Alison Ngibuini got the kick to venture into business after her employer moved offices. After eight years working for some of Kenya’s leading advertising agencies, Ngibuini had acquired immense experience on how brands are created, positioned and sold to customers. She never thought about entrepreneurship until the company she was working for shifted offices from the city to an out-of-town location.
“That was my wake -up call. I told my boss: ‘I am quitting’. I had had enough. When you are employed you can’t make decisions for yourself; the boss moves, you have to move with him. The decision to move was not consultative, everybody was disgruntled but people chose to adjust. I refused to conform and adjust. It was time for me to step out.”
Ngibuini then started her own production company, Al Is On Production.
“I only had a computer, a pen and a mobile phone. I began working from home.”
Al Is On Production is involved in the production and creation of television dramas, documentaries, game shows, commercials and feature films. The firm is renowned in East Africa for having created award-winning shows which have aired across the region.
Starting out as an independent producer, Ngibuini learnt the ropes from production houses she had worked with in the past. One of her early mentors was Bharat Thakrar, founder and CEO of East Africa’s largest marketing services firm Scangroup, which is listed on the Nairobi Securities Exchange.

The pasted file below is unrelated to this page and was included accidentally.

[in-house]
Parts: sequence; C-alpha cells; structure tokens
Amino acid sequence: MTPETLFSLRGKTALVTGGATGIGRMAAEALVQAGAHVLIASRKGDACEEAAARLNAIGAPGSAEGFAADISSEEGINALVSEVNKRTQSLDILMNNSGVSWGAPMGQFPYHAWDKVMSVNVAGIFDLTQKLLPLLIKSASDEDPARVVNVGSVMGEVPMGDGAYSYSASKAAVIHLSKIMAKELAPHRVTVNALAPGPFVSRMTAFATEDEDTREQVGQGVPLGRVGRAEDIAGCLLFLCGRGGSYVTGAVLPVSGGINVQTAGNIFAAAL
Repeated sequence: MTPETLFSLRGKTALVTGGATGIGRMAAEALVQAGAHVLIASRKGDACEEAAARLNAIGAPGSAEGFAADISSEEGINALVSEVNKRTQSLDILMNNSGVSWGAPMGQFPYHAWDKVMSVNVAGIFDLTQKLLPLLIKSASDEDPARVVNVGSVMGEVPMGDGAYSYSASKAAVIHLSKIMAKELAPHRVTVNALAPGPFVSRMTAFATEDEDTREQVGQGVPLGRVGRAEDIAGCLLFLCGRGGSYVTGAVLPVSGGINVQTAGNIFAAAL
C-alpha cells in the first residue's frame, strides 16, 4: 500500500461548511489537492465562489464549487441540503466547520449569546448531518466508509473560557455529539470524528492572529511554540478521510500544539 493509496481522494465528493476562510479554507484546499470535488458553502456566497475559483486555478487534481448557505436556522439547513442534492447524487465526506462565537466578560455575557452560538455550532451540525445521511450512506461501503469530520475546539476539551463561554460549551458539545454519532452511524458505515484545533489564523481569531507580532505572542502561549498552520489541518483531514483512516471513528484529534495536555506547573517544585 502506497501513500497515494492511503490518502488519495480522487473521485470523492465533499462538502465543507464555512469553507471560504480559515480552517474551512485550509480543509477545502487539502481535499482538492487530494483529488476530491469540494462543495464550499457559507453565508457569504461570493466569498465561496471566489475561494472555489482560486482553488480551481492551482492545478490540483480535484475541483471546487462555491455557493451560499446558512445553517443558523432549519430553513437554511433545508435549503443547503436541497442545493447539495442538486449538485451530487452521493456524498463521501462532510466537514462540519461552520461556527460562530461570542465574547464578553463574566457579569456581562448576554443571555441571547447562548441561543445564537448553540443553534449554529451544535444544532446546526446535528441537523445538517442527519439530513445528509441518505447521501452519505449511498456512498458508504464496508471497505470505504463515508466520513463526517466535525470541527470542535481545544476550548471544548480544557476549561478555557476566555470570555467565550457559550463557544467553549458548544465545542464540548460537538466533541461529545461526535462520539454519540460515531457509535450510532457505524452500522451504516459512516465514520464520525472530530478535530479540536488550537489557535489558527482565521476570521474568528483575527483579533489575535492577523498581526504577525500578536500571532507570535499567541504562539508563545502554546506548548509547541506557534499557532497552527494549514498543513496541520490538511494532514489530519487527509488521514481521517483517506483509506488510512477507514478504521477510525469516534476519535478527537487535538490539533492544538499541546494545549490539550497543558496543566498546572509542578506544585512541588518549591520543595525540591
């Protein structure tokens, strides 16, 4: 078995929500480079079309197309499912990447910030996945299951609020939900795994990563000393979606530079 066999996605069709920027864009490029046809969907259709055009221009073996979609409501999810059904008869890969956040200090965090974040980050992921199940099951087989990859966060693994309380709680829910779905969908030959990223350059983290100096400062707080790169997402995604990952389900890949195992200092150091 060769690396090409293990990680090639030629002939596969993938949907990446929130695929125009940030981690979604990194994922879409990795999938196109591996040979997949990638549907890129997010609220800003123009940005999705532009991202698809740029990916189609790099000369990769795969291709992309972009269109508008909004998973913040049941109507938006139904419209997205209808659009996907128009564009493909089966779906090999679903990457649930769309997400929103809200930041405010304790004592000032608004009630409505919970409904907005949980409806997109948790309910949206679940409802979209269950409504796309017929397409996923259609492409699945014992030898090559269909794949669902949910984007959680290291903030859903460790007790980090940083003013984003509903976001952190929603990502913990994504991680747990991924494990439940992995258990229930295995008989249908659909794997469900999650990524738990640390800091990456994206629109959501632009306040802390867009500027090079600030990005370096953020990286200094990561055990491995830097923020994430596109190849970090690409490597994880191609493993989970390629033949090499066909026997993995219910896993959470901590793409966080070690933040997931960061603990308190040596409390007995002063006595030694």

“Bharat was actually quite instrumental. He found a way of engineering things such that every still production job was done and organised by me. I had a shoot every day. He gave me one of my first commercials for Fanta,” said Ngibuini. “Whenever I meet Bharat I remind him that he started me off and I am following in his steps. I hope one day I can get a listing of my own business in the stock market.”
Ngibuini’s initial struggle was to fight control of the industry by European-owned companies.
“Most of the creative directors were European so they gave the work to other Europeans. For us guys, being black, starting off in the industry was a bit tougher but you make your mark and build relationships,” she said.
As business picked up, Ngibuini hired an accountant and a secretary. Her team has since expanded to 17 full-time staff. During production, the company hires between 70 -100 people.
Over the years, Ngibuini, who has been recognised twice as one of Kenya’s ‘Top 40 Under 40’ successful career women, has expanded her business portfolio to combat the effects of increasing competition in the industry. In 2005, after years of focusing on commercials, Al Is On Production ventured into TV production.
“I realised I needed to diversify my business. I couldn’t just sit and chase for the same amount of work as everybody else. I went to the UK and I saw this show called University Challenge,” said Ngibuini. “One day I got connected with the people who make the show and they were actually looking at Africa as a prospective place to do the show. We got into a partnership and it was fantastic. I got a chance to make a fully fledged game show. That was my first step into television.”
The Zain Africa Challenge aired in Kenya, Uganda, Tanzania, Rwanda, Zambia, Malawi, Nigeria, Ghana, andSierra Leone for five years.
After the university challenge, Al Is On Production began creating public education and awareness campaigns. A Kenyan production titled Siri addressed issues around HIV and AIDS. Soap operas Mali and Shuga have been screened in several countries outside Kenya.